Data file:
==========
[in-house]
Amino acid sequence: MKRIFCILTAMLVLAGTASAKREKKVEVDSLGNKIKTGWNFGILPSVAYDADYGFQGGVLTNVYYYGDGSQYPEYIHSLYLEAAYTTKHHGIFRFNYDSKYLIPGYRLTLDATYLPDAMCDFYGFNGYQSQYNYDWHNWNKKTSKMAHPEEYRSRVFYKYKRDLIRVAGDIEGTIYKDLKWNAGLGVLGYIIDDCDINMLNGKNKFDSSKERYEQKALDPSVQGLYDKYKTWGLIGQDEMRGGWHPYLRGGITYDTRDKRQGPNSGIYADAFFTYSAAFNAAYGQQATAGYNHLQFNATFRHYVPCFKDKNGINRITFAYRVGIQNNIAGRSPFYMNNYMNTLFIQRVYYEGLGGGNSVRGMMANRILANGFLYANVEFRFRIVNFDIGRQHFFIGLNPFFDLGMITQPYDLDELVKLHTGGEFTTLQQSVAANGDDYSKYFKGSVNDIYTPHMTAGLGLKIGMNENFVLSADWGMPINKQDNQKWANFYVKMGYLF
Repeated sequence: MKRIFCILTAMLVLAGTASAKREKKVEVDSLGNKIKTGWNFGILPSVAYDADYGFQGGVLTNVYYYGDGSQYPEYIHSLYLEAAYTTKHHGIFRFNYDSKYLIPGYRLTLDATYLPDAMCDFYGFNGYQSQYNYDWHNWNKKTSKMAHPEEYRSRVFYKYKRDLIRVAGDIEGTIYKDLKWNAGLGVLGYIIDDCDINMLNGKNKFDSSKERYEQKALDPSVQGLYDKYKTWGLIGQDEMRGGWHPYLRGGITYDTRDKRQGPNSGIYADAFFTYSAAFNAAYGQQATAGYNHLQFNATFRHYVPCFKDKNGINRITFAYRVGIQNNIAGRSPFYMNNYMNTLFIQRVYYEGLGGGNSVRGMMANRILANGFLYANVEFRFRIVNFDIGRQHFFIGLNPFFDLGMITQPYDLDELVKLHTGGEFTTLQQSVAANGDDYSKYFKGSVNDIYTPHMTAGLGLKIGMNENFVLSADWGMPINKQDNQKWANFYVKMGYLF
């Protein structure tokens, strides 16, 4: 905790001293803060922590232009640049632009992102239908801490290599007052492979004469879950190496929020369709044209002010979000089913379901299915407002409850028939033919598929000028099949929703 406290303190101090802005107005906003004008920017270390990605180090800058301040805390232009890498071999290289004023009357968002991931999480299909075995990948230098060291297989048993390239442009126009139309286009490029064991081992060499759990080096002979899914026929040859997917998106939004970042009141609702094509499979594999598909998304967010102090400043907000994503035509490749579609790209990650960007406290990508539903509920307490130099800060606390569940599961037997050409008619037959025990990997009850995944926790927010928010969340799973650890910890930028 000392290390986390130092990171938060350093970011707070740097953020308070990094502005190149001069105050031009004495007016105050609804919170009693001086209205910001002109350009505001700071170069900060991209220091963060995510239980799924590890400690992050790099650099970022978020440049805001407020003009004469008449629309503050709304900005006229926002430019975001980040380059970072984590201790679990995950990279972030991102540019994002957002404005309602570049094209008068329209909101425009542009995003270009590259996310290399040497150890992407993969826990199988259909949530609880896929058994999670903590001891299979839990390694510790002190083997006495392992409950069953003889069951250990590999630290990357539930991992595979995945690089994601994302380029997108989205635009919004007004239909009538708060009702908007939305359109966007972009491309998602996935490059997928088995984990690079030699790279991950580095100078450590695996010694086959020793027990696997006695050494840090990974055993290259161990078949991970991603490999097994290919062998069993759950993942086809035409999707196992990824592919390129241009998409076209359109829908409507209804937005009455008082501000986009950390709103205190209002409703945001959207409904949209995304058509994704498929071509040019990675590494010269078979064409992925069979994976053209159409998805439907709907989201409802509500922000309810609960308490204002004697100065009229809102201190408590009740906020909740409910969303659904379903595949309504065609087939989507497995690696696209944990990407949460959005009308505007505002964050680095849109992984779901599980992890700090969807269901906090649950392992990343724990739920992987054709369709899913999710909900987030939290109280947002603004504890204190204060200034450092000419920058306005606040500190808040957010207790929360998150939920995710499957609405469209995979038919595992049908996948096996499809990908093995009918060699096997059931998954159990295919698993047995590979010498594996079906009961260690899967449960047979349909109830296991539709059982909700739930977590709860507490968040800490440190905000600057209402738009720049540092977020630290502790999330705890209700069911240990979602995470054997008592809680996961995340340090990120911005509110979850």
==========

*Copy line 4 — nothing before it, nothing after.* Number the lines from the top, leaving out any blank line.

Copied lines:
């Protein structure tokens, strides 16, 4: 905790001293803060922590232009640049632009992102239908801490290599007052492979004469879950190496929020369709044209002010979000089913379901299915407002409850028939033919598929000028099949929703 406290303190101090802005107005906003004008920017270390990605180090800058301040805390232009890498071999290289004023009357968002991931999480299909075995990948230098060291297989048993390239442009126009139309286009490029064991081992060499759990080096002979899914026929040859997917998106939004970042009141609702094509499979594999598909998304967010102090400043907000994503035509490749579609790209990650960007406290990508539903509920307490130099800060606390569940599961037997050409008619037959025990990997009850995944926790927010928010969340799973650890910890930028 000392290390986390130092990171938060350093970011707070740097953020308070990094502005190149001069105050031009004495007016105050609804919170009693001086209205910001002109350009505001700071170069900060991209220091963060995510239980799924590890400690992050790099650099970022978020440049805001407020003009004469008449629309503050709304900005006229926002430019975001980040380059970072984590201790679990995950990279972030991102540019994002957002404005309602570049094209008068329209909101425009542009995003270009590259996310290399040497150890992407993969826990199988259909949530609880896929058994999670903590001891299979839990390694510790002190083997006495392992409950069953003889069951250990590999630290990357539930991992595979995945690089994601994302380029997108989205635009919004007004239909009538708060009702908007939305359109966007972009491309998602996935490059997928088995984990690079030699790279991950580095100078450590695996010694086959020793027990696997006695050494840090990974055993290259161990078949991970991603490999097994290919062998069993759950993942086809035409999707196992990824592919390129241009998409076209359109829908409507209804937005009455008082501000986009950390709103205190209002409703945001959207409904949209995304058509994704498929071509040019990675590494010269078979064409992925069979994976053209159409998805439907709907989201409802509500922000309810609960308490204002004697100065009229809102201190408590009740906020909740409910969303659904379903595949309504065609087939989507497995690696696209944990990407949460959005009308505007505002964050680095849109992984779901599980992890700090969807269901906090649950392992990343724990739920992987054709369709899913999710909900987030939290109280947002603004504890204190204060200034450092000419920058306005606040500190808040957010207790929360998150939920995710499957609405469209995979038919595992049908996948096996499809990908093995009918060699096997059931998954159990295919698993047995590979010498594996079906009961260690899967449960047979349909109830296991539709059982909700739930977590709860507490968040800490440190905000600057209402738009720049540092977020630290502790999330705890209700069911240990979602995470054997008592809680996961995340340090990120911005509110979850």